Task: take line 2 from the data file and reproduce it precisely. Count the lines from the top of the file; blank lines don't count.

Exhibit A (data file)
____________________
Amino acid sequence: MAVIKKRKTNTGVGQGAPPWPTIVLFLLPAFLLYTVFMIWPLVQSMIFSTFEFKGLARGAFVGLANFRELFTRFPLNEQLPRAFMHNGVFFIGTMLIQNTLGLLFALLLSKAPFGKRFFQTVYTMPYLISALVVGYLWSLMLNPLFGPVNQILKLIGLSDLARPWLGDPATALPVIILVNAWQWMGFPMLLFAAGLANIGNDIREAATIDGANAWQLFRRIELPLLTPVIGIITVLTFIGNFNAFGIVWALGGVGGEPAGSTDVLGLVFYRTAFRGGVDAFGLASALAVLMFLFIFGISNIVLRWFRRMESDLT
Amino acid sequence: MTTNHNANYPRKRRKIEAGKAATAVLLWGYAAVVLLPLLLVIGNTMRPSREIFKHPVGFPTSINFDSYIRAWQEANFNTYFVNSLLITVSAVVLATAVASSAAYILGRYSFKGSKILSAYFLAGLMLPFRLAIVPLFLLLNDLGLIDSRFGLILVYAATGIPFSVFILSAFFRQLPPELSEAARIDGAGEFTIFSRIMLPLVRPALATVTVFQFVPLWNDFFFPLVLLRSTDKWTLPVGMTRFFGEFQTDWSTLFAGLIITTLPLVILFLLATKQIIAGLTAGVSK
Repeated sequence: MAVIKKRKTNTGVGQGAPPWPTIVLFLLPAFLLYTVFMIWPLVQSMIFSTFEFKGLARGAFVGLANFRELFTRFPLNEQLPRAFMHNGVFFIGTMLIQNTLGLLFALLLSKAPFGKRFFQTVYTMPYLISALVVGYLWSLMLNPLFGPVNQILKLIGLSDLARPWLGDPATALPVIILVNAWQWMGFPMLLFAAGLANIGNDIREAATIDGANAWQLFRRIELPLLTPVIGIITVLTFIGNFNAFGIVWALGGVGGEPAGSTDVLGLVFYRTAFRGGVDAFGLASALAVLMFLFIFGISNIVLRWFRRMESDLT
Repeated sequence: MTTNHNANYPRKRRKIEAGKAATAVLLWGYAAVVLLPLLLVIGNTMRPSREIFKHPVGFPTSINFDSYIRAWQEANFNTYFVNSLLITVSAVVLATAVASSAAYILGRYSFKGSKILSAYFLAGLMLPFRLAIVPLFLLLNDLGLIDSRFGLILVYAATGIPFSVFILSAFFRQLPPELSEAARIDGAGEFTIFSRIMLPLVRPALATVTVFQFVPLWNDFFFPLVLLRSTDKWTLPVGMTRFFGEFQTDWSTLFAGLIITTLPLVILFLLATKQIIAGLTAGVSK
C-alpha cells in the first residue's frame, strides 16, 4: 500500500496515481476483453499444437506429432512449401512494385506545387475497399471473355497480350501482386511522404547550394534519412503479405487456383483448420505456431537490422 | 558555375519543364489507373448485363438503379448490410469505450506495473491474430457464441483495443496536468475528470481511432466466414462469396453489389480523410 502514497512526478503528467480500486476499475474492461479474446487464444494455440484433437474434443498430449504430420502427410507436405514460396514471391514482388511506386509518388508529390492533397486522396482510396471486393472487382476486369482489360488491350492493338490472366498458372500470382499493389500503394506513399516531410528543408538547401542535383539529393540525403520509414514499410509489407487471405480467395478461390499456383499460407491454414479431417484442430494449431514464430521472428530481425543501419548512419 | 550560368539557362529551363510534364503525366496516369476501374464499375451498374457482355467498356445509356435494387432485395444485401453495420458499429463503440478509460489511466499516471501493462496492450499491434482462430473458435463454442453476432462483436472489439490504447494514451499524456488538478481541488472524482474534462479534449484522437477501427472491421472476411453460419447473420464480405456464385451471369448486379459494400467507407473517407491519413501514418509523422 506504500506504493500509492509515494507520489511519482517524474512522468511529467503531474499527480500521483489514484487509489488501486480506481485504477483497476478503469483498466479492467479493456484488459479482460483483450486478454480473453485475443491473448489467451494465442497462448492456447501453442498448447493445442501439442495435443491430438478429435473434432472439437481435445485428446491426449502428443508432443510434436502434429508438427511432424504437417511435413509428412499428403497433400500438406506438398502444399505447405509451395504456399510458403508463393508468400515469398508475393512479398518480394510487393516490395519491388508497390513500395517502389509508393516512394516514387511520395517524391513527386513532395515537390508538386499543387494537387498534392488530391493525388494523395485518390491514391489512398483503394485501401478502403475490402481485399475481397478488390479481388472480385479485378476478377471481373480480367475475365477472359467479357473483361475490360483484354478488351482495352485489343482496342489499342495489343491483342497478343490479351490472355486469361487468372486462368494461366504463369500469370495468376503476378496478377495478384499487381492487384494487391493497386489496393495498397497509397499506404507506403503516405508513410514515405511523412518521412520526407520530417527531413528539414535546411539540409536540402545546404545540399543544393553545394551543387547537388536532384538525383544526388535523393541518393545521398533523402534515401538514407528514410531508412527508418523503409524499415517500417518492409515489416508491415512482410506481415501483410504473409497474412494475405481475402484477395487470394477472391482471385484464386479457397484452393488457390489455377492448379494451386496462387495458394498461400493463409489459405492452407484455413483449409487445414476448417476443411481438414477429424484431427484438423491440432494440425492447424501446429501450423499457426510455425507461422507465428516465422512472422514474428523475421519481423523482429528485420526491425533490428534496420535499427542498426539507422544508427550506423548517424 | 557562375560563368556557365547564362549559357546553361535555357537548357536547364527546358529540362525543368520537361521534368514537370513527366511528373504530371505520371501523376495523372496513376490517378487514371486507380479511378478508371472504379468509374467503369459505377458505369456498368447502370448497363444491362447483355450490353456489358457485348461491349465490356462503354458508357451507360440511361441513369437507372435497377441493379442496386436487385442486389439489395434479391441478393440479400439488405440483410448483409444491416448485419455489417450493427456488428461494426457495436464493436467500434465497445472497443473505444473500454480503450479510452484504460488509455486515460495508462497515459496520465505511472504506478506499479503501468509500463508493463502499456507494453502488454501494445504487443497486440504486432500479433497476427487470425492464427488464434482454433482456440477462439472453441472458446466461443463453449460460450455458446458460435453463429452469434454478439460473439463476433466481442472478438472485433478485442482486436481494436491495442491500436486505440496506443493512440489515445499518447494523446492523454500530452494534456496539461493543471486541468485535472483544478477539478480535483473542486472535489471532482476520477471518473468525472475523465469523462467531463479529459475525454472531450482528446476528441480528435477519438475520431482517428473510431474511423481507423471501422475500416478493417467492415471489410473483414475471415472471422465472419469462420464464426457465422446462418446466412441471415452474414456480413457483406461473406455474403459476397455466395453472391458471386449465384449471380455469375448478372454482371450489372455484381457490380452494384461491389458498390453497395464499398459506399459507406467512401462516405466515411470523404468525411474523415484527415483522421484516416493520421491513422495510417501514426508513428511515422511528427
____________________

Amino acid sequence: MTTNHNANYPRKRRKIEAGKAATAVLLWGYAAVVLLPLLLVIGNTMRPSREIFKHPVGFPTSINFDSYIRAWQEANFNTYFVNSLLITVSAVVLATAVASSAAYILGRYSFKGSKILSAYFLAGLMLPFRLAIVPLFLLLNDLGLIDSRFGLILVYAATGIPFSVFILSAFFRQLPPELSEAARIDGAGEFTIFSRIMLPLVRPALATVTVFQFVPLWNDFFFPLVLLRSTDKWTLPVGMTRFFGEFQTDWSTLFAGLIITTLPLVILFLLATKQIIAGLTAGVSK